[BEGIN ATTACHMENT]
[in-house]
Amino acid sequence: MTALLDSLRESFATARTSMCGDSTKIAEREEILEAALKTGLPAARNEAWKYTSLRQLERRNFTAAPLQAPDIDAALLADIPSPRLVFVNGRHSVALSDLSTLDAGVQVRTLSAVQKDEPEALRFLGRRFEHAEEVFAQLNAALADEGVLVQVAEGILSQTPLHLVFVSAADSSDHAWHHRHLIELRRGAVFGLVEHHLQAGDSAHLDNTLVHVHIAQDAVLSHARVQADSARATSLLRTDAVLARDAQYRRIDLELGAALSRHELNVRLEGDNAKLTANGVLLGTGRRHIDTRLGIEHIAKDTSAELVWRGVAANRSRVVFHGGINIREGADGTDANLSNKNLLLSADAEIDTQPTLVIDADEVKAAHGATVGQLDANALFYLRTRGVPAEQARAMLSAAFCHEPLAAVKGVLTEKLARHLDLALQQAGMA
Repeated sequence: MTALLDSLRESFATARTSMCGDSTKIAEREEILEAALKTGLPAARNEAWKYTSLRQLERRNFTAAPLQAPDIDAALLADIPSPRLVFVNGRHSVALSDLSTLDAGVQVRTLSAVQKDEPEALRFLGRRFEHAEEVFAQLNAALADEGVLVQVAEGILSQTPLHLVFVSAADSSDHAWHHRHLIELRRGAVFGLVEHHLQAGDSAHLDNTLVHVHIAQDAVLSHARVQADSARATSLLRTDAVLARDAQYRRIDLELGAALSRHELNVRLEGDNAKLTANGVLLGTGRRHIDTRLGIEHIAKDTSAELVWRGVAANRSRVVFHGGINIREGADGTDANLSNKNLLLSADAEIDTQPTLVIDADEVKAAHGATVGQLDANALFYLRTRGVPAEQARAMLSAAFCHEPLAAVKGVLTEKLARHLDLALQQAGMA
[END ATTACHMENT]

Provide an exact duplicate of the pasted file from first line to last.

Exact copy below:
[in-house]
Amino acid sequence: MTALLDSLRESFATARTSMCGDSTKIAEREEILEAALKTGLPAARNEAWKYTSLRQLERRNFTAAPLQAPDIDAALLADIPSPRLVFVNGRHSVALSDLSTLDAGVQVRTLSAVQKDEPEALRFLGRRFEHAEEVFAQLNAALADEGVLVQVAEGILSQTPLHLVFVSAADSSDHAWHHRHLIELRRGAVFGLVEHHLQAGDSAHLDNTLVHVHIAQDAVLSHARVQADSARATSLLRTDAVLARDAQYRRIDLELGAALSRHELNVRLEGDNAKLTANGVLLGTGRRHIDTRLGIEHIAKDTSAELVWRGVAANRSRVVFHGGINIREGADGTDANLSNKNLLLSADAEIDTQPTLVIDADEVKAAHGATVGQLDANALFYLRTRGVPAEQARAMLSAAFCHEPLAAVKGVLTEKLARHLDLALQQAGMA
Repeated sequence: MTALLDSLRESFATARTSMCGDSTKIAEREEILEAALKTGLPAARNEAWKYTSLRQLERRNFTAAPLQAPDIDAALLADIPSPRLVFVNGRHSVALSDLSTLDAGVQVRTLSAVQKDEPEALRFLGRRFEHAEEVFAQLNAALADEGVLVQVAEGILSQTPLHLVFVSAADSSDHAWHHRHLIELRRGAVFGLVEHHLQAGDSAHLDNTLVHVHIAQDAVLSHARVQADSARATSLLRTDAVLARDAQYRRIDLELGAALSRHELNVRLEGDNAKLTANGVLLGTGRRHIDTRLGIEHIAKDTSAELVWRGVAANRSRVVFHGGINIREGADGTDANLSNKNLLLSADAEIDTQPTLVIDADEVKAAHGATVGQLDANALFYLRTRGVPAEQARAMLSAAFCHEPLAAVKGVLTEKLARHLDLALQQAGMA